Tumwater football team relies on dominant rushing attack

With the Archbishop Murphy and Tumwater football teams set to meet Saturday in a Class 2A state semifinal, Herald reporter Cameron Van Til asked Lauren Smith of The Olympian some questions to get her perspective on the upcoming matchup:

Q: Tumwater played Archbishop Murphy tougher than any other team last season, trailing by just seven points midway through the third quarter. How does this year’s Thunderbirds team compare to last year’s squad?

A: That game definitely left a sour taste for the T-Birds. The score was lopsided by the end, but the two programs seemed pretty well-matched until Noah Andrews, Tumwater’s starting quarterback, left the game with a bicep injury. Then, of course, the Wildcats scored five times in the second half to end Tumwater’s season.

This year’s Tumwater team is similar — the T-Birds have a longstanding reputation for their ability to reload each season — but lost its two biggest playmakers. Andrews and two-way star Cade Otton (now a tight end at Washington) graduated. That talent is obviously missed, but Tumwater’s stable of running backs is as explosive as usual.

Q: Tumwater has been pretty dominant against 2A competition this season. What is this team’s greatest strength? Do the T-Birds have a weakness?

A: Like every other year, Tumwater’s biggest weapon is its very refined, very deceptive Wing-T offense. Future Tumwater players start to learn it when they first begin youth league play, so by the time they reach high school, it’s nearly impossible to stop. Averaging 341 rushing yards and 41 points per game seems like a lot, but that’s about what Tumwater averages every year.

Tumwater hasn’t slipped up much this season, but has given up a few big plays for scores — which I know Archbishop Murphy tends to produce a lot of. Connor Clark leads a solid secondary, but Tumwater doesn’t face a lot of teams in its league that frequently pass the ball. Steilacoom scored twice through the air — including a 78-yard touchdown — in the quarterfinals. Archbishop Murphy’s success through the air could give it an edge.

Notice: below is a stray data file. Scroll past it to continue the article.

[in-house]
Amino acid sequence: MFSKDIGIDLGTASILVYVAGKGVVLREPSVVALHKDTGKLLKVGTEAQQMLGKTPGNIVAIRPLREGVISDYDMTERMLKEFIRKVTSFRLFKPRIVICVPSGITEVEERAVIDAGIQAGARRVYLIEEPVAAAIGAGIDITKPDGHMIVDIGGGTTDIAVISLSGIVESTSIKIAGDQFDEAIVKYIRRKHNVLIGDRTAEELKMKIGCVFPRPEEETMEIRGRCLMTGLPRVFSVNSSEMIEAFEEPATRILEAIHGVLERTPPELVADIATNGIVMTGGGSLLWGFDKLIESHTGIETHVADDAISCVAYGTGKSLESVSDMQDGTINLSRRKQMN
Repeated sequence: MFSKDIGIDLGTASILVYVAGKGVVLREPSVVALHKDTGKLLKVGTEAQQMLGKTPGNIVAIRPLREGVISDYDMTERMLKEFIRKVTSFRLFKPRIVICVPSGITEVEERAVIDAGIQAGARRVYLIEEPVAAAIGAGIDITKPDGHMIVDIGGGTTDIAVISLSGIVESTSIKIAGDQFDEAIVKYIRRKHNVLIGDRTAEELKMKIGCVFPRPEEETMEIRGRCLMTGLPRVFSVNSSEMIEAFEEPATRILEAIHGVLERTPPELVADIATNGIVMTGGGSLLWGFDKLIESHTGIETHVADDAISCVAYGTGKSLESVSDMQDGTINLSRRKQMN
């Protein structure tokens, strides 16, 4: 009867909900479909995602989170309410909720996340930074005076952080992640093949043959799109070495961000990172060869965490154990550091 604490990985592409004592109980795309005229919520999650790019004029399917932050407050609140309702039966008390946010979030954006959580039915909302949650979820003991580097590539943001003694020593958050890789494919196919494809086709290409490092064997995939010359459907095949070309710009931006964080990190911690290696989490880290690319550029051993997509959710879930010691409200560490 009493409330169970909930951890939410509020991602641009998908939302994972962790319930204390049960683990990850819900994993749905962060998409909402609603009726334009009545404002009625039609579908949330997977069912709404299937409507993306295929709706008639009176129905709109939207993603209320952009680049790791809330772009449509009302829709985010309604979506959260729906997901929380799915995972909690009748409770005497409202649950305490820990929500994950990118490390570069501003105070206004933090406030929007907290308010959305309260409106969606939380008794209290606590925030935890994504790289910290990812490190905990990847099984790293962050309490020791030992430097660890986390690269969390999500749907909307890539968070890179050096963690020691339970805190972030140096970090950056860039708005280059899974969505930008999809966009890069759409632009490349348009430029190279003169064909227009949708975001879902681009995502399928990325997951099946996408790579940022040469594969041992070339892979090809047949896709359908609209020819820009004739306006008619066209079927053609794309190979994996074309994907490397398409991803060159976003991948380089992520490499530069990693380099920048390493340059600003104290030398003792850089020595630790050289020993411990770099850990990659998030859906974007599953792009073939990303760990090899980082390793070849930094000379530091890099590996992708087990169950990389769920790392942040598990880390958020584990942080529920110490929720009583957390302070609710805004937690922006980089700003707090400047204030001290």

Q: Murphy and Tumwater have a common opponent in Bellevue, which beat both teams by double digits in consecutive weeks back in September. How did Tumwater stack up against the Wolverines?

A: Tumwater actually controlled possession for much of that game, but a few untimely mistakes cost a lot. The T-Birds fumbled twice in the first half — including once in the red zone — and didn’t score until the second half.

Defensively, the big play hurt Tumwater a handful of times. All four of Bellevue’s touchdowns were for 48 or more yards. Quinn Sullivan scored on the Wolverines’ opening play with a 56-yard run. And, like he’s done to everyone else, Bellevue running back Isaiah Ifanse ripped up Tumwater’s defense, finishing with 244 yards on 18 carries. His three rushing touchdowns were for 76, 65 and 48 yards.

Q: Tumwater ended Murphy’s season two years ago in the state semifinals. Murphy returned the favor in last year’s quarterfinals. What’s your prediction for Saturday’s rubber match?

A: Archbishop Murphy 30-17.

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